When a show comes out that’s created by a woman, stars women, and is to its core about women, it’s hard not to be excited. When those women are Lisa Hanawalt, Tiffany Haddish, and Ali Wong, and the show – Tuca & Bertie – is bright, gorgeously animated, and funny, it’s hard not to completely fall in love with it. So this makes Netflix’s decision to cancel it after one season nothing less than heartbreaking.
Tuca & Bertie follows the usually confident and newly sober Tuca (Tiffany Haddish), and the anxious, baking loving Bertie (Ali Wong). The pair were previously roommates, and when we first meet them Tuca has just moved into the apartment above Bertie’s to make room for Bertie’s boyfriend Speckle (Steven Yeun). The change is hard for both of them; Bertie’s anxiety is making it hard for her to juggle all the aspects of her busy life, and Tuca’s unsure of what she wants to do with hers. For both of them, moving into this next phase of their lives presents challenges.
In any other show, Tuca would have been played off as a one dimensional party animal who’s always landing herself in trouble. Here however, we get to see the ways her sobriety effects her day to day life: how she struggles with things like dating when she’s not drunk, how her relationship with alcohol has affected her relationship with her family, and how that’s changed now she doesn’t drink. She’s handled with such care by the writers and Tiffany Haddish’s performance, that so many parts of her personality shine through. She gets to be brilliant and funny as well as vulnerable and in need of support – something that her best friend Bertie can often overlook.
Bertie’s anxiety is the heart of her storyline. It pervades everything she does whether at work, in her relationships, or in her passion for baking. She constantly talks herself down, and has trouble believing that she can push herself to succeed. What makes this representation of anxiety special however, is that it also brings into focus the way it can cause you treat other people when you’re avoiding your problems, or are so self focused you forget other people need your support as well. Yet, the balance is perfectly struck. And whilst we can understand that Bertie’s behaviour can hurt other people, she’s not villainized. Rather, she’s she’s given the time to examine this for herself and come to terms with her childhood trauma that’s the root cause of her anxiety, in a way that’s handled thoughtfully by everyone involved in the show.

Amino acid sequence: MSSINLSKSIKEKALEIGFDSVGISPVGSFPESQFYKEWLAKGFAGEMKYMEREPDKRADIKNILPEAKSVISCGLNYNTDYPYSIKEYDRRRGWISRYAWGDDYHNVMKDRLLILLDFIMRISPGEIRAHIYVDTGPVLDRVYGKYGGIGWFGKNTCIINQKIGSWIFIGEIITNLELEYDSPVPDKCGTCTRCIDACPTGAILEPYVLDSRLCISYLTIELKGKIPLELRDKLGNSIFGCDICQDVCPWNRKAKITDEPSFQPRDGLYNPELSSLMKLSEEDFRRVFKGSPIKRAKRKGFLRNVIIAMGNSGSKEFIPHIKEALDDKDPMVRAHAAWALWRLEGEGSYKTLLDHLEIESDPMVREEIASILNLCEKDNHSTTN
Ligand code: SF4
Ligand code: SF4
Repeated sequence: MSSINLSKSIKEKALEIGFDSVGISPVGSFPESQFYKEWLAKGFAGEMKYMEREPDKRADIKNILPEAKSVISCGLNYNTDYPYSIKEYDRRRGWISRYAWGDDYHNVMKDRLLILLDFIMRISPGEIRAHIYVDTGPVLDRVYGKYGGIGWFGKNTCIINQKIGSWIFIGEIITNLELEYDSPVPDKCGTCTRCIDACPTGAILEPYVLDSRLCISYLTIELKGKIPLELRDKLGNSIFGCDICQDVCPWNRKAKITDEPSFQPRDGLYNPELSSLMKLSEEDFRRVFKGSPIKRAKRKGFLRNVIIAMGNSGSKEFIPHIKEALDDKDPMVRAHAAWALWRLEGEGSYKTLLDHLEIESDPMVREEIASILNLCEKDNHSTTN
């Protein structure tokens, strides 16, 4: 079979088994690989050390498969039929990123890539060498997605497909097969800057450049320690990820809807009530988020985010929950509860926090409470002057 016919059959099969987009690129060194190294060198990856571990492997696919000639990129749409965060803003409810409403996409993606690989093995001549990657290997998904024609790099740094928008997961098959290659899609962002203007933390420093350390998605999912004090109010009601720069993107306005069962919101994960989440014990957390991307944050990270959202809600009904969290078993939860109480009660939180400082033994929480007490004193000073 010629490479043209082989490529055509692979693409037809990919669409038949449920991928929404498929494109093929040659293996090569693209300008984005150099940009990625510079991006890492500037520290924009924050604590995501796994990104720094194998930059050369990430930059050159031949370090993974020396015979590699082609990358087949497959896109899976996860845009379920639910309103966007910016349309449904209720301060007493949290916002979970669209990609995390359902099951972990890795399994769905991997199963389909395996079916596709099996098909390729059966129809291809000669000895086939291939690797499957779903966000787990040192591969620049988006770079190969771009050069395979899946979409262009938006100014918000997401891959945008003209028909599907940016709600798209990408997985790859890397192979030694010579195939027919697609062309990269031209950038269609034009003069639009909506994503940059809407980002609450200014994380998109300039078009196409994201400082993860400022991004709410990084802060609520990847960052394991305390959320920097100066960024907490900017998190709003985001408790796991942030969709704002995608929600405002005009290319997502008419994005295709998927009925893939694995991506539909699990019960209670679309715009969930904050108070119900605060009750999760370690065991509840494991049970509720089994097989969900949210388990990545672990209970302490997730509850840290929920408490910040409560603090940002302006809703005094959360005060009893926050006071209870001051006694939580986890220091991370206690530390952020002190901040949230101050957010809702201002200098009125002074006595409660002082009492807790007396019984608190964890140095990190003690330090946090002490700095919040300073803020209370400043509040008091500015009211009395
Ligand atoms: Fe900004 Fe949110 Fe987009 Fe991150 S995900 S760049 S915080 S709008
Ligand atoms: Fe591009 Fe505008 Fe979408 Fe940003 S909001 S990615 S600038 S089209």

Yet amongst all these serious themes, the show still manages to be funny. Its humour is absurd and delightful – the first episode ends with Speckle eating a ghost cake made from his grandmother’s ashes andfter being sexual harrassed, Bertie’s left breast literally leaves her body to ‘go for a drink’. The show features giant sex bugs and ‘The Center for Sex Bug Control’, plus there are multitudes of bird puns in the dialogue and in the background. And the most refreshing thing of all is we’re never hit with ‘jokes’ that are racist, sexist, homophobic, or otherwise offensive. Losing this show means losing something that cared about its audience, that understood the topics it was dealing with, and that it’s possible to be funny without it being at anyone’s expense.
The extra kick in the teeth is that BoJack Horseman, another animated show Hanawalt produces, will be releasing its sixth season this year. BoJack has a lot of the same strengths that Tuca & Bertie does in that it handles topics surrounding mental health and relationships carefully. However, whilst it features some excellent women characters, it’s much more male-centric than Tuca & Bertie is, and the fact one continues to run whilst the other can’t make it past one season is telling, especially with Netflix’s history of cancelling shows made by and featuring diverse teams of people.
Whether or not the show gets saved by another network, the one season that is available should be enjoyed for what it is. Hopefully in the future, more women will be given the chance to create stories that matter to us, using animation to explore issues that affect us, and they’ll be just thoughtful, funny, and brilliant as Tuca & Bertie.
And if Netflix would like to change their mind, the news would definitely be welcome.